"Perils" is the insurance industry's term for what's insured against in a property policy. There's a fundamental difference between "Open" and "Named" perils coverage:
The table below gives real life examples.
(also known as Broad Form)
(also known as Special Form)
This standard HO3 homeowners policy provides Broad Form coverage on your contents (your personal property, or stuff). The policy reads:
1. Fire or Lightning
2. Windstorm or hail This peril does not include loss to property contained in a building, unless the direct force of wind or hail damages the building first
4. Riot or civil commotion
7. Smoke Meaning sudden and accidental damage from smoke
8. Vandalism or Malicious Mischief
An HO3 policy includes 17 perils, but those listed above are the most common.
Here, the burden of proof in submitting a claim is on you, the "claimant," who must show that a loss was caused by a listed peril. Under the Open Perils form, to deny payment of a claim the burden of proof is on the insurance company to show that coverage is excluded.
The policy language begins with the premise that all risks of direct loss are covered, but then excludes coverage where other insurance is needed (flood, auto, or boat insurance), or altogether uninsurable (nuclear hazard) and.those things falling under home maintenance categories such as an aging roof, rotted gutters, gradual seepage, old paint, etc.
"Open Perils" wording begins as follows:
"We insure against risks of direct loss to property...if that loss is a physical loss to the property; however we do not insure loss..." ...caused by risks associated with general home maintenance (wear and tear), unusual hazards (theft to a dwelling under construction, or vandalism to a home left vacant for over 30 days), and others as listed above.
(Note: this is a paraphrased, partial list. See your own homeowners policy for the complete wording)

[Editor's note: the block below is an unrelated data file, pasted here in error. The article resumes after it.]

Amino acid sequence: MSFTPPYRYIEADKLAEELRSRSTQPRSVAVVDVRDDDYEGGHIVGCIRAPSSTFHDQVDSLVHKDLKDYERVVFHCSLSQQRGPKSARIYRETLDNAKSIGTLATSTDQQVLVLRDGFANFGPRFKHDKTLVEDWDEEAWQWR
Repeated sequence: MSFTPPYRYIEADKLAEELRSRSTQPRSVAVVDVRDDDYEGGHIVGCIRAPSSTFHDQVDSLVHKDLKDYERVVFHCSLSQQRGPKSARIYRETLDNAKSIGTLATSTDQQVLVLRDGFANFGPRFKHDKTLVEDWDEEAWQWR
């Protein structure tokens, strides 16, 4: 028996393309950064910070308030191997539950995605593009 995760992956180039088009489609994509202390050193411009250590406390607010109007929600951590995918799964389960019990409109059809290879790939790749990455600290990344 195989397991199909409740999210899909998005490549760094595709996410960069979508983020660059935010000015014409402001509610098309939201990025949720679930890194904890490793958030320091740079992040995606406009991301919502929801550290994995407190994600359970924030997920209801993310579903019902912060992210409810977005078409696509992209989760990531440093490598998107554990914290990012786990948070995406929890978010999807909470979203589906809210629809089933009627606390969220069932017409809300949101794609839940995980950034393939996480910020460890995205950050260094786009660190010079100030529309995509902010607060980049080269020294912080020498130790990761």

Notice how coverage is provided wherever it’s not specifically excluded. To deny payment of a claim, the burden of proof is on the insurance company to show that coverage is indeed excluded.
For both the HO3 and HO5 policy, this is how coverage on structures, dwellings and out-buildings works, too.
Coverage on your contents (also known as personal property - your "stuff") is on a Named Perils basis under the standard HO3.
The HO5 policy provides Open Perils coverage for your contents too, which is why it is a better choice when available.
A good, real life example illustrating the difference between Named Perils and Open Perils happened to my mother: She returned home from grocery shopping one day and noticed the diamond in her engagement ring was gone. It hadn't been stolen, hadn't been destroyed by fire, hadn't been vandalized, nor been subject to any of the other "Named Perils. But it was gone, and she wanted it replaced. Since my father was in the insurance business, he had purchased Open Perils coverage on the ring separately through a Valuable Items Policy (you couldn't buy an HO5 back then). The diamond was replaced with insurance since there was no exclusion for "stone falling out of setting", which is what probably happened. You can get the same Open Perils coverage today on your contents with an HO5. You still should be aware of dollar limits for jewelry, watches, furs, and similar items as outlined on our HO-5 Comparison Page.
Overall, Open Perils provides protection to you for any reason not specifically excluded. Named Perils, on the other hand, provides coverage only for those Perils listed, or specifically named, in the policy. We recommend the HO5 form when available. For a comparative list of HO5 policies available through our office, click HERE.
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